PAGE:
Sec. 822.005. Attack by Dog. (a) A person commits an offense if the person is the owner of a dog and the person:
(1) with criminal negligence, as defined by Section 6.03, Penal Code, fails to secure the dog and the dog makes an unprovoked attack on another person that occurs at a location other than the owner's real property or in or on the owner's motor vehicle or boat and that causes serious bodily injury, as defined by Section 1.07, Penal Code, or death to the other person; or
(2) knows the dog is a dangerous dog by learning in a manner described by Section 822.042(g) that the person is the owner of a dangerous dog, and the dangerous dog makes an unprovoked attack on another person that occurs at a location other than a secure enclosure in which the dog is restrained in accordance with Subchapter D and that causes serious bodily injury, as defined by Section 822.001, or death to the other person.
(b) An offense under this section is a felony of the third degree unless the attack causes death, in which event the offense is a felony of the second degree.
04/15/14: Woman Dies After Dog Attack
Canyon Lake, TX - While literally in the midst of preparing to contact the Comal County Animal Control Dept. about a reported dog bite fatality noted in a Spring 2014 Comal County Public Health Dept. newsletter, information about this death was reported by the San Antonio Express-News late last night. Betty Clark, 75-years old, was delivering presents to her Canyon Lake neighbors on December 21 when she was attacked by two pit bulls in her neighborhood.
Information about Clark was revealed in the same late night article that reported the death of 83-year old Petra Aguirre, also killed by a pit bull.
Clark was discovered unresponsive with bites all over her body. She died on January 6 at University Hospital having never regained consciousness after the attack. "She died because of those injuries," said Dr. Natasha Keric, an assistant professor of surgery at the University of Texas Health Science Center who treated Clark. Specifically, she had bite injuries on all of her limbs, torso, abdomen and head, according to a case presentation on her death prepared by her doctor.
The Comal County Sheriff's Office has not released the full incident report about Clark's attack citing an ongoing investigation. According to doctors and her niece, both dogs were pit bulls.
Doctors at University Hospital Respond
In 2011, the Annals of Surgery published a critical peer-reviewed scientific study pertaining to severe and fatal pit bull injuries (Mortality, Mauling and Maiming by Vicious Dogs, by John K. Bini, et al.), authored by doctors at San Antonio University Hospital. In the landmark 2012 Tracey v. Solesky decision, which declared pit bulls "inherently dangerous," the highest court in Maryland cited the entire abstract of this study. The conclusions by the University Hospital doctors:
Conclusions: Attacks by pit bulls are associated with higher morbidity rates, higher hospital charges, and a higher risk of death than are attacks by other breeds of dogs. Strict regulation of pit bulls may substantially reduce the US mortality rates related to dog bites.
The majority of the San Antonio Express-News article (who many readers cannot see because it is behind a paywall) pertains to this study and a rehearsed rehashing of the 30-year old pit bull debate. One of the primary authors of the study, Dr. Stephen Cohn, is interviewed in the article. "We've had people that have almost lost their legs just going out for a run," said Dr. Stephen Cohn, a professor of surgery at the Health Science Center. "This is a complete hazard for all of us."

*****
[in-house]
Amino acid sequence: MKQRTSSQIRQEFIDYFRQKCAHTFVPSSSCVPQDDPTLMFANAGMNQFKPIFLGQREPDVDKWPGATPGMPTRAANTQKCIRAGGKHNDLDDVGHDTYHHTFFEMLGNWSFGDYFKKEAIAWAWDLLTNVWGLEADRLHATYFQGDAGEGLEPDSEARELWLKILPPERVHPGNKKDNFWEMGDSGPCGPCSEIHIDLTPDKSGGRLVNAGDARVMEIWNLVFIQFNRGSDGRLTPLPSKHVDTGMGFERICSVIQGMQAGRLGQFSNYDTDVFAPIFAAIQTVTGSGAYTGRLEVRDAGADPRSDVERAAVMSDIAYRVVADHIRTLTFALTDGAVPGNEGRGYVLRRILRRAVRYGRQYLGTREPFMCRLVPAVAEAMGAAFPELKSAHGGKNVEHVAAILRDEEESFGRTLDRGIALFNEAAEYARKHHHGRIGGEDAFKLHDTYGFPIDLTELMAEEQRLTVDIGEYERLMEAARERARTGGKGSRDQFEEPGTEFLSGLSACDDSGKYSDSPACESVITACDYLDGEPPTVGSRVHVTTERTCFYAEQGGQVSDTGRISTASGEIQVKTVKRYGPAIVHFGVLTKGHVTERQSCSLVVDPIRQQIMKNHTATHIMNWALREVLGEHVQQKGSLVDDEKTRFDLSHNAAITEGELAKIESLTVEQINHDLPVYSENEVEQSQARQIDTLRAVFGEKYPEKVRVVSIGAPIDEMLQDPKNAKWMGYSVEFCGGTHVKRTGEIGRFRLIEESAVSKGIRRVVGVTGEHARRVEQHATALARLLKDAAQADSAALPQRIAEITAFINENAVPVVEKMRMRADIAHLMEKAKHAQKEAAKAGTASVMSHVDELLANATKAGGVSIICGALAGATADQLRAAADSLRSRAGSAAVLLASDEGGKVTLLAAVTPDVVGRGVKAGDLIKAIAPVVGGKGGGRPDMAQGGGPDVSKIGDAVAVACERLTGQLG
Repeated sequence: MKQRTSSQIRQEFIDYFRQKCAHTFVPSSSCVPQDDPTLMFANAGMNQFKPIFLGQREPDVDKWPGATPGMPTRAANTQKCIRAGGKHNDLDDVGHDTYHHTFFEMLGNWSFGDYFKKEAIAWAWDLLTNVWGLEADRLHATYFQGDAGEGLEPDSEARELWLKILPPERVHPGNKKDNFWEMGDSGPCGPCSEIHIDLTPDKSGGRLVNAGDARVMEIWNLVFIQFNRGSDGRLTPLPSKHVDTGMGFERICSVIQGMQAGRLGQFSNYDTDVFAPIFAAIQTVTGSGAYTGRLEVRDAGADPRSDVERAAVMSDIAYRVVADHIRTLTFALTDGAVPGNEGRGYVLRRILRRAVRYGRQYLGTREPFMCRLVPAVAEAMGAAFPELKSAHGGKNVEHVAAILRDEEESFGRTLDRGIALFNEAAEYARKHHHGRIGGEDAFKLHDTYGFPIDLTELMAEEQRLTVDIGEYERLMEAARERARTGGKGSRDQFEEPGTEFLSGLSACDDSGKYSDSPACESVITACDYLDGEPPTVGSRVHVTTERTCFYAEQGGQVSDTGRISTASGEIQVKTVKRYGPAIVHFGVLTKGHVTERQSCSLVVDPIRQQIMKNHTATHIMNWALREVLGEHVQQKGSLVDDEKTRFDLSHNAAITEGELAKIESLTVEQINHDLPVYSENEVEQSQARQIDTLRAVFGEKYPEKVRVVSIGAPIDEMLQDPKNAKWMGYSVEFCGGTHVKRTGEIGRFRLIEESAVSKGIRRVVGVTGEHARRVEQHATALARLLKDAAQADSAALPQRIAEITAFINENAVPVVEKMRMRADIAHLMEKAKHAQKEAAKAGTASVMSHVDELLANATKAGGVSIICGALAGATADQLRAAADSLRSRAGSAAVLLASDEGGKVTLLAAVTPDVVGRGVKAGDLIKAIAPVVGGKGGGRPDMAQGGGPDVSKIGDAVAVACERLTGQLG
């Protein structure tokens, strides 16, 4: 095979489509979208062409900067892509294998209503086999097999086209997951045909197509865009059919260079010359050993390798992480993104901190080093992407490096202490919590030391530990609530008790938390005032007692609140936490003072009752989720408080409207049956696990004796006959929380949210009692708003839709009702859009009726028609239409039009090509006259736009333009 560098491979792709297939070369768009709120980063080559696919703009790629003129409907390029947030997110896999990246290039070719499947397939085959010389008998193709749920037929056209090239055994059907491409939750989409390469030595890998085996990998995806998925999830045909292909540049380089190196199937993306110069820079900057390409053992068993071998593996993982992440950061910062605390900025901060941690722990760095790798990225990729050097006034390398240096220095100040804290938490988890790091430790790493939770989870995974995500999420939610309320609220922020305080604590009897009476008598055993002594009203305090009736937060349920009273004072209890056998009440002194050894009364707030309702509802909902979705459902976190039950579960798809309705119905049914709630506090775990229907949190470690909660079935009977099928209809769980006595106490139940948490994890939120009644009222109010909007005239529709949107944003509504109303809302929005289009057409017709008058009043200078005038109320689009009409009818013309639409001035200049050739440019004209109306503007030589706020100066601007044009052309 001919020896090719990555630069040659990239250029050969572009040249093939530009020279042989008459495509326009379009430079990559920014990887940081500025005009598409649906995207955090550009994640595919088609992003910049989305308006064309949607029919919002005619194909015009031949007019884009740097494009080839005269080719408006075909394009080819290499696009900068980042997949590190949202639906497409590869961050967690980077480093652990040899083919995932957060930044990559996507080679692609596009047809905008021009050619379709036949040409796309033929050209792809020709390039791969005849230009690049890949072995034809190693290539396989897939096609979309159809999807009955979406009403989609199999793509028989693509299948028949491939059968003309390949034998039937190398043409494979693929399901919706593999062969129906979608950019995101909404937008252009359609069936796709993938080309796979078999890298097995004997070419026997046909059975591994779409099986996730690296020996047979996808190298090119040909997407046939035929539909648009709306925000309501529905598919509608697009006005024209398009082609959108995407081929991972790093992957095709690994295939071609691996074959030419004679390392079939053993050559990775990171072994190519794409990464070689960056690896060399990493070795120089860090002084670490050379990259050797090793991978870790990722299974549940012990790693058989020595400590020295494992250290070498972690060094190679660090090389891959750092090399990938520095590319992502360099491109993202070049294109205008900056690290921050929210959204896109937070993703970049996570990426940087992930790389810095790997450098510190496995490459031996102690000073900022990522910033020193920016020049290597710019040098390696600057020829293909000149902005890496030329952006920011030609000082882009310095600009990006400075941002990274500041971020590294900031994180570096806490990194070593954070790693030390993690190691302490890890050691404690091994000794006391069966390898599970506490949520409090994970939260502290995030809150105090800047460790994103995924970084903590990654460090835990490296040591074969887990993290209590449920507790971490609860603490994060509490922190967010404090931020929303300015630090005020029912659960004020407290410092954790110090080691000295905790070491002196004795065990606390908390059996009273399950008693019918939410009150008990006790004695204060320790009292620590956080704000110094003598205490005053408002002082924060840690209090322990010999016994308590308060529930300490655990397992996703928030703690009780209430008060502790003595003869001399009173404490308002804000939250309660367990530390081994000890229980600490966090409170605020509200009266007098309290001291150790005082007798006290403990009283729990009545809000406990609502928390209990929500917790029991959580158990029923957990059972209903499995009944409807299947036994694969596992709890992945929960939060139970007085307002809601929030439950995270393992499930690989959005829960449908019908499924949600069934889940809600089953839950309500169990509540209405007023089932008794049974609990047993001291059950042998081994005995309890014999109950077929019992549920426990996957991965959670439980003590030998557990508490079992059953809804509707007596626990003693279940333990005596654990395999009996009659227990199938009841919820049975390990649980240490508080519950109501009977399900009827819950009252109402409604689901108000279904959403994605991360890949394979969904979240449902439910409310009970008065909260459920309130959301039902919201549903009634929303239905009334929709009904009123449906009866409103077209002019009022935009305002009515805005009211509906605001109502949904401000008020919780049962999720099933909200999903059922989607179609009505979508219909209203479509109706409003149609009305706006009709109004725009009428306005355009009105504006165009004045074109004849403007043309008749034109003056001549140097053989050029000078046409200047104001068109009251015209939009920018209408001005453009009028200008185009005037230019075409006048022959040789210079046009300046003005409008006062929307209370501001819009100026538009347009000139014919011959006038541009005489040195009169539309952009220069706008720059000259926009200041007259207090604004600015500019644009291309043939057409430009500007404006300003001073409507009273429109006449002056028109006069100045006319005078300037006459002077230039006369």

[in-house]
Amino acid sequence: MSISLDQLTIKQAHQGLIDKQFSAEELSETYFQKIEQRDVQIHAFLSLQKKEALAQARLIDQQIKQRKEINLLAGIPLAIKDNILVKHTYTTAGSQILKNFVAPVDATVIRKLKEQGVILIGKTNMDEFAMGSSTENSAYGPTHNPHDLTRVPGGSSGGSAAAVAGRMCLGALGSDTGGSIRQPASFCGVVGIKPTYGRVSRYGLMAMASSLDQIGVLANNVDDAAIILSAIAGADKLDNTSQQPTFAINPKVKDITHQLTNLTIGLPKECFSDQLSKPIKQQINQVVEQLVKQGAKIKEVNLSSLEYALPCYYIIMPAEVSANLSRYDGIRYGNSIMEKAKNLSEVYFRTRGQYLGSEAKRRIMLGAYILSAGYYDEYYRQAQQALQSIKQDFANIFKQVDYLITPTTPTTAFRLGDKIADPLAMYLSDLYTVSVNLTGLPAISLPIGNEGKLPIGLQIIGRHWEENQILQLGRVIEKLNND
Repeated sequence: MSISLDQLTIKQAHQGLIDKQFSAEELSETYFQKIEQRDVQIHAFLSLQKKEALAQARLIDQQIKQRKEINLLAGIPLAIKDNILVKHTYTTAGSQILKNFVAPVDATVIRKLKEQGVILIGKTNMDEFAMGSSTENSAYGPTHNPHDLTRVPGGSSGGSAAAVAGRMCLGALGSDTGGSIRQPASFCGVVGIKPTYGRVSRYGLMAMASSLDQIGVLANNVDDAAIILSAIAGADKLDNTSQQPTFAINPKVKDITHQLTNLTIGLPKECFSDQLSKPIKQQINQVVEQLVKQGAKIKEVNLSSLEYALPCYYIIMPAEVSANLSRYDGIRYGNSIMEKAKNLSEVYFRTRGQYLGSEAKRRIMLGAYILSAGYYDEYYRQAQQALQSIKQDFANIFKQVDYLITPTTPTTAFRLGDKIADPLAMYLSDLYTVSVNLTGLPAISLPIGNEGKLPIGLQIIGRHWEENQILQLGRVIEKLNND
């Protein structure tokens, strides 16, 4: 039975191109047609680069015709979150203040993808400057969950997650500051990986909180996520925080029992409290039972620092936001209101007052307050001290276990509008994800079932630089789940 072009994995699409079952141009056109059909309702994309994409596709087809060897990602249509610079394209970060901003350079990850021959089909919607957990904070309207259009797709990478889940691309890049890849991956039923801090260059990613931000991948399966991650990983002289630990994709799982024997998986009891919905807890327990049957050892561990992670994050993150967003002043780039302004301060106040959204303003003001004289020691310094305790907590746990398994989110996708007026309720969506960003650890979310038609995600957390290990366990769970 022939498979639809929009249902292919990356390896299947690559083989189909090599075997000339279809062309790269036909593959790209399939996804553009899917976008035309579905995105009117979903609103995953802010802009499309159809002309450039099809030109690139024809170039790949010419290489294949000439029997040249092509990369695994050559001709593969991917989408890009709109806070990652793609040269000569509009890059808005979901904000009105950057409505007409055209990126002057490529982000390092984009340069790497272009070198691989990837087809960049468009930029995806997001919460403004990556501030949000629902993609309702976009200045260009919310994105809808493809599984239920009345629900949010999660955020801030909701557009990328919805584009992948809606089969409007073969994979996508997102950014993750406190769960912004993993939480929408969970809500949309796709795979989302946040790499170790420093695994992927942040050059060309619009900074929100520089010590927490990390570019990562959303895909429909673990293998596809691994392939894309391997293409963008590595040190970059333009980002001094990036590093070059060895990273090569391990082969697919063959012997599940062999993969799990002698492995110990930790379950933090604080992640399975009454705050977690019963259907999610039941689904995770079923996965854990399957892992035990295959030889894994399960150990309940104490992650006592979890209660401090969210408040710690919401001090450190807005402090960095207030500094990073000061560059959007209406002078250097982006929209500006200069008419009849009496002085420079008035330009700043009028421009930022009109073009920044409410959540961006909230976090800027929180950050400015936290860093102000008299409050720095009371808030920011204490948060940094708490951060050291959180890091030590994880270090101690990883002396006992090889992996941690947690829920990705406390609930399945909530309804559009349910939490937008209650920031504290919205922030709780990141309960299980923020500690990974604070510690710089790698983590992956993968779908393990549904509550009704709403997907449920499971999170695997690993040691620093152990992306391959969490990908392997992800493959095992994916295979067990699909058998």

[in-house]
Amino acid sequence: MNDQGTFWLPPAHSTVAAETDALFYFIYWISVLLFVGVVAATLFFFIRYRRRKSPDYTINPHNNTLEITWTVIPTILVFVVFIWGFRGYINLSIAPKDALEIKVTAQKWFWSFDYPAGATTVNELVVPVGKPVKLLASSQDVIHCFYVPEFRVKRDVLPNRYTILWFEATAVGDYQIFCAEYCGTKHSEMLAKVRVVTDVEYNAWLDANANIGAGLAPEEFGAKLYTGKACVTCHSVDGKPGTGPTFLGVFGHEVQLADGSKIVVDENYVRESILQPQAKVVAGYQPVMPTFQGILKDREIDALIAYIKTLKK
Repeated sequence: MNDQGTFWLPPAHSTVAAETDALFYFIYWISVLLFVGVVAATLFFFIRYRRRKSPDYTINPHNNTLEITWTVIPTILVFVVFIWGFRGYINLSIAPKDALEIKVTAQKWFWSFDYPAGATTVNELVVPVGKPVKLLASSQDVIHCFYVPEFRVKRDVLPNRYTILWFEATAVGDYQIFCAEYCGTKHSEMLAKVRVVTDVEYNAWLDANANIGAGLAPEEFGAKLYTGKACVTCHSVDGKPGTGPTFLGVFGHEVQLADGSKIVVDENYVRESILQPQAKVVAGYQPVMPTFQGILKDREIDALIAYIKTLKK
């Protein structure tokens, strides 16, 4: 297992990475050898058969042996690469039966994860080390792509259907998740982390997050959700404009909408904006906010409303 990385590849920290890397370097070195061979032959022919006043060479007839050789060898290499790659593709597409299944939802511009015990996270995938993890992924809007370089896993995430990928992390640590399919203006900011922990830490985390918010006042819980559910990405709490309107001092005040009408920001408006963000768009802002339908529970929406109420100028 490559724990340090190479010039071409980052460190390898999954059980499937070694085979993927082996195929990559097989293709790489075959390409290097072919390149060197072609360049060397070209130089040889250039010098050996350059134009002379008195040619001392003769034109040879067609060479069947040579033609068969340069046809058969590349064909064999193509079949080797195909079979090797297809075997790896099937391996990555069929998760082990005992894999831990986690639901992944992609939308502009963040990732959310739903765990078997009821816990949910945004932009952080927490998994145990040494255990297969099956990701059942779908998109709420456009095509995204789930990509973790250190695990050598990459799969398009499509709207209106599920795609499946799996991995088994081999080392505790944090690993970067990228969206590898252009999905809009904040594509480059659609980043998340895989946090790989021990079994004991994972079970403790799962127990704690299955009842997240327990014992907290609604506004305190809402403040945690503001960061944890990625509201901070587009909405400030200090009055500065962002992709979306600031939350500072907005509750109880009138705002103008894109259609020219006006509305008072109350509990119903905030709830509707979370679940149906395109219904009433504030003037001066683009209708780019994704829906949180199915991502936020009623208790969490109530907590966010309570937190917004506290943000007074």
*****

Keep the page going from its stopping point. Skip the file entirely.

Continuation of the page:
Cohn, one of the University Hospital doctors, has been vocal in his call for regulations on breeds such as pit bulls. He was one of the authors of a 2011 study that found that, while fatal attacks were rare, pit bulls were "the single breed responsible for the vast majority of deaths due to dog attacks."
Cohn also pointed to a 2010 study that analyzed the effect of breed-specific rules on dog bites in a region of Spain. Governments there enacted regulations that required additional steps for owners of “potentially dangerous dogs,” some of which were defined by breed.
According to the study, there was a "noticeable decline" in hospitalizations from dog bites after the rules went into effect. - San Antonio Express-News
In a nutshell, while DogsBite.org has substantial concerns about fatal dog maulings of all breeds failing to be reported by media outlets in all 50 states, the deaths of both Betty Clark, 75-years old of Canyon Lake, and Petra Aguirre, 83-years old of San Antonio, are possibly on public record at all today due to assistance from doctors at University Hospital. The victims' advocacy movement needs health officials in every state to ensure that this information is known to the community.
Both victims fall into the most underreported scenario: senior citizens who suffer horrific injuries from a dog attack and die while being hospitalized for these injuries. Neither Clark nor Aguirre had an immediate news report of their attack either, which left devastating injuries all over their bodies. Clark was attacked on December 21 while delivering Christmas presents in her neighborhood. Aguirre was attacked on March 31 while feeding her cats in her own backyard. Not news worthy?
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04/15/14: 2014 Dog Bite Fatality: San Antonio Woman, 83, Dies After Pit Bull Attack
05/28/13: DogsBite.org Publishes Rebuttal Letter in Defense of Texas Medical Study
03/12/13: Report: Texas Dog Bite Fatalities, January 1, 2005 to February 17, 2013
05/21/11: Texas Doctors Produce Study: Mortality, Mauling and Maiming by Vicious Dogs